Volume 17, Issue 2
Simulation of Earthquake Rupture Dynamics in Complex Geometries Using Coupled Finite Difference and Finite Volume Methods

Ossian O'Reilly, Jan Nordström, Jeremy E. Kozdon & Eric M. Dunham

Commun. Comput. Phys., 17 (2015), pp. 337-370.

Published online: 2018-04

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  • Abstract

We couple a node-centered finite volume method to a high order finite difference method to simulate dynamic earthquake ruptures along nonplanar faults in two dimensions. The finite volume method is implemented on an unstructured mesh, providing the ability to handle complex geometries. The geometric complexities are limited to a small portion of the overall domain and elsewhere the high order finite difference method is used, enhancing efficiency. Both the finite volume and finite difference methods are in summation-by-parts form. Interface conditions coupling the numerical solution across physical interfaces like faults, and computational ones between structured and unstructured meshes, are enforced weakly using the simultaneous-approximation-term technique. The fault interface condition, or friction law, provides a nonlinear relation between fields on the two sides of the fault, and allows for the particle velocity field to be discontinuous across it. Stability is proved by deriving energy estimates; stability, accuracy, and efficiency of the hybrid method are confirmed with several computational experiments. The capabilities of the method are demonstrated by simulating an earthquake rupture propagating along the margins of a volcanic plug.

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@Article{CiCP-17-337, author = {Ossian O'Reilly , and Jan Nordström , and Jeremy E. Kozdon , and Eric M. Dunham , }, title = {Simulation of Earthquake Rupture Dynamics in Complex Geometries Using Coupled Finite Difference and Finite Volume Methods}, journal = {Communications in Computational Physics}, year = {2018}, volume = {17}, number = {2}, pages = {337--370}, abstract = {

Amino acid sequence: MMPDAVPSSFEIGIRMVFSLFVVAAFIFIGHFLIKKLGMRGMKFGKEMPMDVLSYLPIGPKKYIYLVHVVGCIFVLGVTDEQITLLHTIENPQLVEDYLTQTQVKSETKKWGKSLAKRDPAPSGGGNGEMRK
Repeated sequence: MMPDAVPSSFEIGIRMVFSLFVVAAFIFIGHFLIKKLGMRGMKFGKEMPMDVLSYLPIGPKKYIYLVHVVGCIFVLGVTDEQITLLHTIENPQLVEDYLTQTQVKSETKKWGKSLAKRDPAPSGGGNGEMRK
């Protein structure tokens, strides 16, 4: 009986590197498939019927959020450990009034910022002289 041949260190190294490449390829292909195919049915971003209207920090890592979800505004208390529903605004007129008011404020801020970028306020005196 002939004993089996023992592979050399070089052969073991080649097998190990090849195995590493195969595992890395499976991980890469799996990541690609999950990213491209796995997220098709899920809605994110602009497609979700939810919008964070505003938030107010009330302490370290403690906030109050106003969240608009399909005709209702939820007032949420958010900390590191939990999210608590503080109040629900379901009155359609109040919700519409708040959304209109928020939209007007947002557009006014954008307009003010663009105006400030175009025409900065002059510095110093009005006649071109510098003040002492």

We couple a node-centered finite volume method to a high order finite difference method to simulate dynamic earthquake ruptures along nonplanar faults in two dimensions. The finite volume method is implemented on an unstructured mesh, providing the ability to handle complex geometries. The geometric complexities are limited to a small portion of the overall domain and elsewhere the high order finite difference method is used, enhancing efficiency. Both the finite volume and finite difference methods are in summation-by-parts form. Interface conditions coupling the numerical solution across physical interfaces like faults, and computational ones between structured and unstructured meshes, are enforced weakly using the simultaneous-approximation-term technique. The fault interface condition, or friction law, provides a nonlinear relation between fields on the two sides of the fault, and allows for the particle velocity field to be discontinuous across it. Stability is proved by deriving energy estimates; stability, accuracy, and efficiency of the hybrid method are confirmed with several computational experiments. The capabilities of the method are demonstrated by simulating an earthquake rupture propagating along the margins of a volcanic plug.

}, issn = {1991-7120}, doi = {https://doi.org/10.4208/cicp.111013.120914a}, url = {http://global-sci.org/intro/article_detail/cicp/10961.html} }
TY - JOUR T1 - Simulation of Earthquake Rupture Dynamics in Complex Geometries Using Coupled Finite Difference and Finite Volume Methods AU - Ossian O'Reilly , AU - Jan Nordström , AU - Jeremy E. Kozdon , AU - Eric M. Dunham , JO - Communications in Computational Physics VL - 2 SP - 337 EP - 370 PY - 2018 DA - 2018/04 SN - 17 DO - http://doi.org/10.4208/cicp.111013.120914a UR - https://global-sci.org/intro/article_detail/cicp/10961.html KW - AB -

We couple a node-centered finite volume method to a high order finite difference method to simulate dynamic earthquake ruptures along nonplanar faults in two dimensions. The finite volume method is implemented on an unstructured mesh, providing the ability to handle complex geometries. The geometric complexities are limited to a small portion of the overall domain and elsewhere the high order finite difference method is used, enhancing efficiency. Both the finite volume and finite difference methods are in summation-by-parts form. Interface conditions coupling the numerical solution across physical interfaces like faults, and computational ones between structured and unstructured meshes, are enforced weakly using the simultaneous-approximation-term technique. The fault interface condition, or friction law, provides a nonlinear relation between fields on the two sides of the fault, and allows for the particle velocity field to be discontinuous across it. Stability is proved by deriving energy estimates; stability, accuracy, and efficiency of the hybrid method are confirmed with several computational experiments. The capabilities of the method are demonstrated by simulating an earthquake rupture propagating along the margins of a volcanic plug.

Ossian O'Reilly, Jan Nordström, Jeremy E. Kozdon & Eric M. Dunham. (2020). Simulation of Earthquake Rupture Dynamics in Complex Geometries Using Coupled Finite Difference and Finite Volume Methods. Communications in Computational Physics. 17 (2). 337-370. doi:10.4208/cicp.111013.120914a
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